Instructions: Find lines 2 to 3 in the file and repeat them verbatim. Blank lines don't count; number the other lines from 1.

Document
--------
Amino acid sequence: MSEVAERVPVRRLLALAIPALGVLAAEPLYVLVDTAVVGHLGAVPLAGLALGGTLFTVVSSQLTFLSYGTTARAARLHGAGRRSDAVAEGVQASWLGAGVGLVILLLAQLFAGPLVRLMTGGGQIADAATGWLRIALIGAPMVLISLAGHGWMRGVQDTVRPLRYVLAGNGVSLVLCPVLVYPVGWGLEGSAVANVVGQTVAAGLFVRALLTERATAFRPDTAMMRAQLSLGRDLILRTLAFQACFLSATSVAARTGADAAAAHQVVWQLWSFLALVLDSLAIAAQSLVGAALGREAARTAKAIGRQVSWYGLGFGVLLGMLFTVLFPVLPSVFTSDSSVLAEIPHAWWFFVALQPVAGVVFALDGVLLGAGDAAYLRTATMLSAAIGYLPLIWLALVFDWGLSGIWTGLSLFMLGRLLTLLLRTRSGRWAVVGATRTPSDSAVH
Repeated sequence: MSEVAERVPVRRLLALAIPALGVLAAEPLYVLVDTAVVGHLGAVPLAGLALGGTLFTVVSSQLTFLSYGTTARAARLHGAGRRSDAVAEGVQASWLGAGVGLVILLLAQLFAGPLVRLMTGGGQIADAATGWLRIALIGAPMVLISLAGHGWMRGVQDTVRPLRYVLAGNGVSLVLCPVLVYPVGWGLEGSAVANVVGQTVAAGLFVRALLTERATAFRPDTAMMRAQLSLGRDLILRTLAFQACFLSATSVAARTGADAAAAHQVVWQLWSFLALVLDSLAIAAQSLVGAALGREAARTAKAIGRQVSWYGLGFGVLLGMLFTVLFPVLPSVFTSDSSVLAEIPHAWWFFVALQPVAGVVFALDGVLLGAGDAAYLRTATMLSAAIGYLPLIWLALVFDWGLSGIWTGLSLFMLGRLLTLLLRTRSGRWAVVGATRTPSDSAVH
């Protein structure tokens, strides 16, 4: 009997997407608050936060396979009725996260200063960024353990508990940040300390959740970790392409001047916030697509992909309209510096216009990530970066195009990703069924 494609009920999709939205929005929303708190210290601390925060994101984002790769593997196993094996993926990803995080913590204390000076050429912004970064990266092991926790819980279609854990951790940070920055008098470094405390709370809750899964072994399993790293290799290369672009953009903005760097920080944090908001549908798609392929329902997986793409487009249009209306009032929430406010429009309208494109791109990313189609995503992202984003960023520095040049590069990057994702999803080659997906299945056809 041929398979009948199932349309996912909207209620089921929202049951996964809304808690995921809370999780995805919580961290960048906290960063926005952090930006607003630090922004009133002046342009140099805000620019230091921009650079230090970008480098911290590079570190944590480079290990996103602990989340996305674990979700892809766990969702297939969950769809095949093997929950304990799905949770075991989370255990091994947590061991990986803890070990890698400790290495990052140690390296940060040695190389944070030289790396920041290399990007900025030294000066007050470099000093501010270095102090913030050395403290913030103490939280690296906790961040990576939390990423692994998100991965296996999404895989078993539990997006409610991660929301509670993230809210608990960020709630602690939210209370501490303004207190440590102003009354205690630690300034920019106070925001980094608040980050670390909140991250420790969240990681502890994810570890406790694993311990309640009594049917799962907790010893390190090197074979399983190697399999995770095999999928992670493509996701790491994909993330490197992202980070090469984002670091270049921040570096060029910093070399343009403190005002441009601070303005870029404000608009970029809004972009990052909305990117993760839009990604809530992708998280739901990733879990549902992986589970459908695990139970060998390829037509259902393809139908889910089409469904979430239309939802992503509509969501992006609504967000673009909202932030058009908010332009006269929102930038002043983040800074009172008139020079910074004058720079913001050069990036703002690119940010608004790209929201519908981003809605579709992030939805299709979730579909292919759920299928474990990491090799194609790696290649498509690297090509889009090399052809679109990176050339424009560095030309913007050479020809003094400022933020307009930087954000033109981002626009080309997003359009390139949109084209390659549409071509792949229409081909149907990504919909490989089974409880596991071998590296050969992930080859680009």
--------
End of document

Repeated sequence: MSEVAERVPVRRLLALAIPALGVLAAEPLYVLVDTAVVGHLGAVPLAGLALGGTLFTVVSSQLTFLSYGTTARAARLHGAGRRSDAVAEGVQASWLGAGVGLVILLLAQLFAGPLVRLMTGGGQIADAATGWLRIALIGAPMVLISLAGHGWMRGVQDTVRPLRYVLAGNGVSLVLCPVLVYPVGWGLEGSAVANVVGQTVAAGLFVRALLTERATAFRPDTAMMRAQLSLGRDLILRTLAFQACFLSATSVAARTGADAAAAHQVVWQLWSFLALVLDSLAIAAQSLVGAALGREAARTAKAIGRQVSWYGLGFGVLLGMLFTVLFPVLPSVFTSDSSVLAEIPHAWWFFVALQPVAGVVFALDGVLLGAGDAAYLRTATMLSAAIGYLPLIWLALVFDWGLSGIWTGLSLFMLGRLLTLLLRTRSGRWAVVGATRTPSDSAVH
């Protein structure tokens, strides 16, 4: 009997997407608050936060396979009725996260200063960024353990508990940040300390959740970790392409001047916030697509992909309209510096216009990530970066195009990703069924 494609009920999709939205929005929303708190210290601390925060994101984002790769593997196993094996993926990803995080913590204390000076050429912004970064990266092991926790819980279609854990951790940070920055008098470094405390709370809750899964072994399993790293290799290369672009953009903005760097920080944090908001549908798609392929329902997986793409487009249009209306009032929430406010429009309208494109791109990313189609995503992202984003960023520095040049590069990057994702999803080659997906299945056809 041929398979009948199932349309996912909207209620089921929202049951996964809304808690995921809370999780995805919580961290960048906290960063926005952090930006607003630090922004009133002046342009140099805000620019230091921009650079230090970008480098911290590079570190944590480079290990996103602990989340996305674990979700892809766990969702297939969950769809095949093997929950304990799905949770075991989370255990091994947590061991990986803890070990890698400790290495990052140690390296940060040695190389944070030289790396920041290399990007900025030294000066007050470099000093501010270095102090913030050395403290913030103490939280690296906790961040990576939390990423692994998100991965296996999404895989078993539990997006409610991660929301509670993230809210608990960020709630602690939210209370501490303004207190440590102003009354205690630690300034920019106070925001980094608040980050670390909140991250420790969240990681502890994810570890406790694993311990309640009594049917799962907790010893390190090197074979399983190697399999995770095999999928992670493509996701790491994909993330490197992202980070090469984002670091270049921040570096060029910093070399343009403190005002441009601070303005870029404000608009970029809004972009990052909305990117993760839009990604809530992708998280739901990733879990549902992986589970459908695990139970060998390829037509259902393809139908889910089409469904979430239309939802992503509509969501992006609504967000673009909202932030058009908010332009006269929102930038002043983040800074009172008139020079910074004058720079913001050069990036703002690119940010608004790209929201519908981003809605579709992030939805299709979730579909292919759920299928474990990491090799194609790696290649498509690297090509889009090399052809679109990176050339424009560095030309913007050479020809003094400022933020307009930087954000033109981002626009080309997003359009390139949109084209390659549409071509792949229409081909149907990504919909490989089974409880596991071998590296050969992930080859680009």